According to OPEC, Nigeria spent $ 264.57 billion to import petroleum products during the five-year period 2015 to 2020, which means that Nigeria’s petroleum product imports exceeded its exports by 43, $ 56 billion during the period.

The second pathology is the paradox of industrial underdevelopment. Part of this manifests itself in the so-called resource curse. It refers to the paradox of a country that finds treasures such as oil and / or mineral resources, but the country experiences weak or stagnant economic growth. This is the classic paradox of poverty in the midst of plenty. More insidiously, the resource curse results in a situation where the means of production of a country are concentrated in a single industrial sector, in this case, oil production to the detriment of tradable goods, in particular, manufacturing. Disturbingly, decades after the discovery of oil, the country is not producing the materials and equipment used in exploration and production; the sector therefore has limited horizontal interconnection with the national economy. Domestic manufacturing input is minimal in the petroleum sector, particularly in the refining of petroleum products.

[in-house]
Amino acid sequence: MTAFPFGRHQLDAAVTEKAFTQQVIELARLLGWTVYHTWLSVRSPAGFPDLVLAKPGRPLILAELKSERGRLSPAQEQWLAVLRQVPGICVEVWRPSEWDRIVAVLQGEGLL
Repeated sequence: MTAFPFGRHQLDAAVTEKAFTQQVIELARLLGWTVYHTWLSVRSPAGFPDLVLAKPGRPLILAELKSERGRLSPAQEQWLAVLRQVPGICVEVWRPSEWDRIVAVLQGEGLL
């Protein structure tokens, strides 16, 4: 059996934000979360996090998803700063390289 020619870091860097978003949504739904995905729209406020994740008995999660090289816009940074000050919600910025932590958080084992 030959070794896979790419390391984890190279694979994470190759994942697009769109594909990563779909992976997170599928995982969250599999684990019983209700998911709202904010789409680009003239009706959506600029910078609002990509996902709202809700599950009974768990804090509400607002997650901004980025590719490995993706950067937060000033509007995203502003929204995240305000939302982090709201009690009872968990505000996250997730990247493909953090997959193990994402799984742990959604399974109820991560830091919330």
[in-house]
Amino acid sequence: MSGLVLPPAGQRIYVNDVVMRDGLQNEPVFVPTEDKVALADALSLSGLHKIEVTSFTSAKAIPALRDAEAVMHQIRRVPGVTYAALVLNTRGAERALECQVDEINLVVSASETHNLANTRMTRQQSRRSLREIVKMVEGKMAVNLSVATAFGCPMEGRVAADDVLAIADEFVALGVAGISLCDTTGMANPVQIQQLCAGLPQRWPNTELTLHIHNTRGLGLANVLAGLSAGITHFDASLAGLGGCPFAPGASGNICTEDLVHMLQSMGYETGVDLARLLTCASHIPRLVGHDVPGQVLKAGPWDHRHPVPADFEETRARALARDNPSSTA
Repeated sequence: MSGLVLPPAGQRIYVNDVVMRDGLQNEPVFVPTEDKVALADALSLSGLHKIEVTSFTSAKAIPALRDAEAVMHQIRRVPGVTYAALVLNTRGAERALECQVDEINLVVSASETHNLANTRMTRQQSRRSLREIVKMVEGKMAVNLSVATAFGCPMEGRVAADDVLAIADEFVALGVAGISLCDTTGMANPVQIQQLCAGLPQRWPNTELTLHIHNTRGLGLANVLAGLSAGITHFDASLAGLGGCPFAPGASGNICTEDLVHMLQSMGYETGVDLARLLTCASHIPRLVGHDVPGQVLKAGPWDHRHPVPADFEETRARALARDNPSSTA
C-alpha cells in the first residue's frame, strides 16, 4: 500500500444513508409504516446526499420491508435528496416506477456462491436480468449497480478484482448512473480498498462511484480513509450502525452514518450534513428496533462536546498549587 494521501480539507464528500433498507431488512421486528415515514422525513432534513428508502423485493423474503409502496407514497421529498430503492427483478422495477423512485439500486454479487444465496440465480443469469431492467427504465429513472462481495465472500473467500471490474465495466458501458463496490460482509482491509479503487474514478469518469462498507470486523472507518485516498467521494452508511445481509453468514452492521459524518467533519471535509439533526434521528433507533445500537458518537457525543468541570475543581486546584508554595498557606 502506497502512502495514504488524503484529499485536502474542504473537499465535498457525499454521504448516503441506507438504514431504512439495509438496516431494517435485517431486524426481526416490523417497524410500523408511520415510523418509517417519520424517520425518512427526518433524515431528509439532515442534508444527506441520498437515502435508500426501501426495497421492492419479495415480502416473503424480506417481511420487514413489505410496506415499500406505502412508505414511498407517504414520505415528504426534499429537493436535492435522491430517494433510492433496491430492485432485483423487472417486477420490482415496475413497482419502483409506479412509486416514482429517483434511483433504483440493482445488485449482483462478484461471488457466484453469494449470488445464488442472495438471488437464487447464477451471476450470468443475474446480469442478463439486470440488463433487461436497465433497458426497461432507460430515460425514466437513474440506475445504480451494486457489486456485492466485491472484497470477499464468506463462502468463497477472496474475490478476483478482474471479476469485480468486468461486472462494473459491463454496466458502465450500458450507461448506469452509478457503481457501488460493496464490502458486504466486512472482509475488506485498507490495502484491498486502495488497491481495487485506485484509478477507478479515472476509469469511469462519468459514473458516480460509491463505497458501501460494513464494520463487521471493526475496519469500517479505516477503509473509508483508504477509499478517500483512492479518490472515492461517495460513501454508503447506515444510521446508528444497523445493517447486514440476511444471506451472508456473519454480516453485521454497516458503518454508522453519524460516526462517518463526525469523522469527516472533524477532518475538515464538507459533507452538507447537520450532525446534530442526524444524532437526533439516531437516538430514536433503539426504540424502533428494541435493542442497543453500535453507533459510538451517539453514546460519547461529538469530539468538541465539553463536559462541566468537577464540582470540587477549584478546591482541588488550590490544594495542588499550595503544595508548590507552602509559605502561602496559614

Indeed, Nigeria is a nation of consumerism. It is not a nation of production (manufacture). Dependence on oil has truncated Nigeria’s industrialization and consequently its development. How is it? The faster the growth of the manufacturing sector, the faster the growth of a country’s GDP (wealth). This is why Nigeria ranks 99th on UNIDO’s Competitive Industrial Performance Index (CIP), while South Africa ranks 52nd in 2020.